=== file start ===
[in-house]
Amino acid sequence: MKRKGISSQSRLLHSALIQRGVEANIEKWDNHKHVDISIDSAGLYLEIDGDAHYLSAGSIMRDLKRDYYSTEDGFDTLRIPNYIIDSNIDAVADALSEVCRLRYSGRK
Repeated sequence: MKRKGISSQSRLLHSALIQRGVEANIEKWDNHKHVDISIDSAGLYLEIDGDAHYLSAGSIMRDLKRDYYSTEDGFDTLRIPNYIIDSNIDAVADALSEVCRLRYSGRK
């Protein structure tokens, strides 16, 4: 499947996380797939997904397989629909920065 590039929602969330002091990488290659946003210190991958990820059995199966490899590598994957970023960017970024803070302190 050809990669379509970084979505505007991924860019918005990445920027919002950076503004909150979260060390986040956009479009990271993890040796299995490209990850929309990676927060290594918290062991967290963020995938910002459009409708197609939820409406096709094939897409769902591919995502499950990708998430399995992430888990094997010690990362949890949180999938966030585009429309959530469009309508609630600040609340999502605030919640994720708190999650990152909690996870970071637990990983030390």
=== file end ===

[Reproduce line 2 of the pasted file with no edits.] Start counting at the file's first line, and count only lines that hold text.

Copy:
Amino acid sequence: MKRKGISSQSRLLHSALIQRGVEANIEKWDNHKHVDISIDSAGLYLEIDGDAHYLSAGSIMRDLKRDYYSTEDGFDTLRIPNYIIDSNIDAVADALSEVCRLRYSGRK